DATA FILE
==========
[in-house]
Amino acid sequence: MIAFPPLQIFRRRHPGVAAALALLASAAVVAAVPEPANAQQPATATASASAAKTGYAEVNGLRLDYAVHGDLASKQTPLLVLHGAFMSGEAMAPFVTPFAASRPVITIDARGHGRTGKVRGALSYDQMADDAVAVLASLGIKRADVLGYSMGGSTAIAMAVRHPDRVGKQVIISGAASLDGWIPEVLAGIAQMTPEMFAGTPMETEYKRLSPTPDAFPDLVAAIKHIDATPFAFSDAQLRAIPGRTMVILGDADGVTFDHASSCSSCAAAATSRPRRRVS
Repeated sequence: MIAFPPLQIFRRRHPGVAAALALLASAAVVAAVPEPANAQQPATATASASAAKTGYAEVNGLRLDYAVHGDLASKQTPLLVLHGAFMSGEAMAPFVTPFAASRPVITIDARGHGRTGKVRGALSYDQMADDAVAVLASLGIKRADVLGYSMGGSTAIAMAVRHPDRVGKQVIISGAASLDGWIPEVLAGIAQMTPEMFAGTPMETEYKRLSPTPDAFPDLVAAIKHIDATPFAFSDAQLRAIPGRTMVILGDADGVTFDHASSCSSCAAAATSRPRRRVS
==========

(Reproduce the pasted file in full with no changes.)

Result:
[in-house]
Amino acid sequence: MIAFPPLQIFRRRHPGVAAALALLASAAVVAAVPEPANAQQPATATASASAAKTGYAEVNGLRLDYAVHGDLASKQTPLLVLHGAFMSGEAMAPFVTPFAASRPVITIDARGHGRTGKVRGALSYDQMADDAVAVLASLGIKRADVLGYSMGGSTAIAMAVRHPDRVGKQVIISGAASLDGWIPEVLAGIAQMTPEMFAGTPMETEYKRLSPTPDAFPDLVAAIKHIDATPFAFSDAQLRAIPGRTMVILGDADGVTFDHASSCSSCAAAATSRPRRRVS
Repeated sequence: MIAFPPLQIFRRRHPGVAAALALLASAAVVAAVPEPANAQQPATATASASAAKTGYAEVNGLRLDYAVHGDLASKQTPLLVLHGAFMSGEAMAPFVTPFAASRPVITIDARGHGRTGKVRGALSYDQMADDAVAVLASLGIKRADVLGYSMGGSTAIAMAVRHPDRVGKQVIISGAASLDGWIPEVLAGIAQMTPEMFAGTPMETEYKRLSPTPDAFPDLVAAIKHIDATPFAFSDAQLRAIPGRTMVILGDADGVTFDHASSCSSCAAAATSRPRRRVS